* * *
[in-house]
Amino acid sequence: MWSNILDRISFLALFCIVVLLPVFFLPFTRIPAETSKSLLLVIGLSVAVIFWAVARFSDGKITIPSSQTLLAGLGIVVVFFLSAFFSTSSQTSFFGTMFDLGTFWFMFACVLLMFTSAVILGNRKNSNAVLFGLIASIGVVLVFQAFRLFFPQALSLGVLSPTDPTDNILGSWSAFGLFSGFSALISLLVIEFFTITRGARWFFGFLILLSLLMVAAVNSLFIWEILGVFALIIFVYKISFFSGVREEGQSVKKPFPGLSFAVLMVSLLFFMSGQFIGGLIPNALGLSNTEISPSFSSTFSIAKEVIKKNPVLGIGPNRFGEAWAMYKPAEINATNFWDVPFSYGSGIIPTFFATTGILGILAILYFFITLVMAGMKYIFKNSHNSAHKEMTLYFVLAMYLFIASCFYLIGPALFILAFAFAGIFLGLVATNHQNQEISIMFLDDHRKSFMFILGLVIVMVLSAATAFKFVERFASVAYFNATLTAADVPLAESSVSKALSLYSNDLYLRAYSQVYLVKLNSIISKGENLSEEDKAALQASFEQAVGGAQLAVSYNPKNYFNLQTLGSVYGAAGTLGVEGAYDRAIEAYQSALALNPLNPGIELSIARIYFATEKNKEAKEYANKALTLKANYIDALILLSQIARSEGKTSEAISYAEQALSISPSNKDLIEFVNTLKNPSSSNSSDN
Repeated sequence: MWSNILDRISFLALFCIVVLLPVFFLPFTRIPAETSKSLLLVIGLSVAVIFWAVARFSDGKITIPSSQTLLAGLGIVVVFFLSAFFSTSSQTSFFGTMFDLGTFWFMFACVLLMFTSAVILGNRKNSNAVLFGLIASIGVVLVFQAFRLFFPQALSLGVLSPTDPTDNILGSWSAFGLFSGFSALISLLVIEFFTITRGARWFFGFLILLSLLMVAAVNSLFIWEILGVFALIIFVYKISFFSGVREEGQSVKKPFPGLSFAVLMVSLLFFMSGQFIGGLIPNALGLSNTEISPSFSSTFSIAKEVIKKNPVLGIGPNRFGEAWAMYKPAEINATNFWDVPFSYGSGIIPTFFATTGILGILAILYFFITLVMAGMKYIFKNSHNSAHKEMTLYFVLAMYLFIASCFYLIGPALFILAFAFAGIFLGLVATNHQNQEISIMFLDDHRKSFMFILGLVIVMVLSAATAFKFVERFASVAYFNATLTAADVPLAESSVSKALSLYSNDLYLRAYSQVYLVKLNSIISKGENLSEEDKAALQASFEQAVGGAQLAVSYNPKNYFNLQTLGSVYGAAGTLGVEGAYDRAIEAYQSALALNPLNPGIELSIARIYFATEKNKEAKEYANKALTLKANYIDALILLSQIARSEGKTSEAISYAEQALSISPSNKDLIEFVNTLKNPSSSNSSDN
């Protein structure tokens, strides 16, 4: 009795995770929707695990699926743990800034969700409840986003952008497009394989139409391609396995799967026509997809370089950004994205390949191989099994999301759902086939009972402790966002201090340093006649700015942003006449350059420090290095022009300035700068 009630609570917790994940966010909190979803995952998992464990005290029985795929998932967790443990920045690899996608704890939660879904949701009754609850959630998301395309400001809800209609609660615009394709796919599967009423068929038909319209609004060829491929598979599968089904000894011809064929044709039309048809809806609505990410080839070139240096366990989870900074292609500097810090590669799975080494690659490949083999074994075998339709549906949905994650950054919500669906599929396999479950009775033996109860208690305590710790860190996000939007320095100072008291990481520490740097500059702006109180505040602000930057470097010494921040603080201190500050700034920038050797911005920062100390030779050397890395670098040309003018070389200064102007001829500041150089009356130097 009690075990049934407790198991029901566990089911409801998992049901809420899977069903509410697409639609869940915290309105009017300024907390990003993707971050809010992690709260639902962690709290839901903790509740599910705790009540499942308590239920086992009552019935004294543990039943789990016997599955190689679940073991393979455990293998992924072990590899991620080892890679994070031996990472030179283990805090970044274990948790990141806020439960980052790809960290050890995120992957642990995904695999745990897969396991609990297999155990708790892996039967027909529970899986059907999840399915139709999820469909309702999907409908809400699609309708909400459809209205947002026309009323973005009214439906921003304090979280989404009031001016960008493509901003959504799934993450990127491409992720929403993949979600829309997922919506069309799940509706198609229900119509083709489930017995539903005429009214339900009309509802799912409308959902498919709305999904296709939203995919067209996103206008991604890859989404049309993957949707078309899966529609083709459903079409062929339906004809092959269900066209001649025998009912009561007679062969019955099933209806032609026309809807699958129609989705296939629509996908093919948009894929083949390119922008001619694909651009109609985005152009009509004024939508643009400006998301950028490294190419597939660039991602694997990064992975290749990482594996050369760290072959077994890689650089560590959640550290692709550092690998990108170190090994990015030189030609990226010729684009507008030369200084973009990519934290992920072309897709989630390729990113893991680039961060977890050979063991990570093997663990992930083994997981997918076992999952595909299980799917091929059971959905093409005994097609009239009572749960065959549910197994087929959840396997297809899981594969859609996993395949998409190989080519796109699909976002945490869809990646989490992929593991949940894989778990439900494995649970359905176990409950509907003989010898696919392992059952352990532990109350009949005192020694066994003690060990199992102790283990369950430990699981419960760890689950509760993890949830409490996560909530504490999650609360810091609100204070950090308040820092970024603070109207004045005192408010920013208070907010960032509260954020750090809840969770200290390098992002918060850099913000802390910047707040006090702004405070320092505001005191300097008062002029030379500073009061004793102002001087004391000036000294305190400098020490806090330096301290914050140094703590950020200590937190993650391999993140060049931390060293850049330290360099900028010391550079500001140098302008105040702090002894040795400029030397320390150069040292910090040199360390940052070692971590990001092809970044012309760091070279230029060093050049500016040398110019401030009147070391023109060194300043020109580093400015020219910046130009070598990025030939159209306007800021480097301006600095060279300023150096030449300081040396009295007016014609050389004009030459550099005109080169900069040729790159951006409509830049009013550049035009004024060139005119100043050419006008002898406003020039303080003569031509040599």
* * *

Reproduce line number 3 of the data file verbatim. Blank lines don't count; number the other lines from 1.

Repeated sequence: MWSNILDRISFLALFCIVVLLPVFFLPFTRIPAETSKSLLLVIGLSVAVIFWAVARFSDGKITIPSSQTLLAGLGIVVVFFLSAFFSTSSQTSFFGTMFDLGTFWFMFACVLLMFTSAVILGNRKNSNAVLFGLIASIGVVLVFQAFRLFFPQALSLGVLSPTDPTDNILGSWSAFGLFSGFSALISLLVIEFFTITRGARWFFGFLILLSLLMVAAVNSLFIWEILGVFALIIFVYKISFFSGVREEGQSVKKPFPGLSFAVLMVSLLFFMSGQFIGGLIPNALGLSNTEISPSFSSTFSIAKEVIKKNPVLGIGPNRFGEAWAMYKPAEINATNFWDVPFSYGSGIIPTFFATTGILGILAILYFFITLVMAGMKYIFKNSHNSAHKEMTLYFVLAMYLFIASCFYLIGPALFILAFAFAGIFLGLVATNHQNQEISIMFLDDHRKSFMFILGLVIVMVLSAATAFKFVERFASVAYFNATLTAADVPLAESSVSKALSLYSNDLYLRAYSQVYLVKLNSIISKGENLSEEDKAALQASFEQAVGGAQLAVSYNPKNYFNLQTLGSVYGAAGTLGVEGAYDRAIEAYQSALALNPLNPGIELSIARIYFATEKNKEAKEYANKALTLKANYIDALILLSQIARSEGKTSEAISYAEQALSISPSNKDLIEFVNTLKNPSSSNSSDN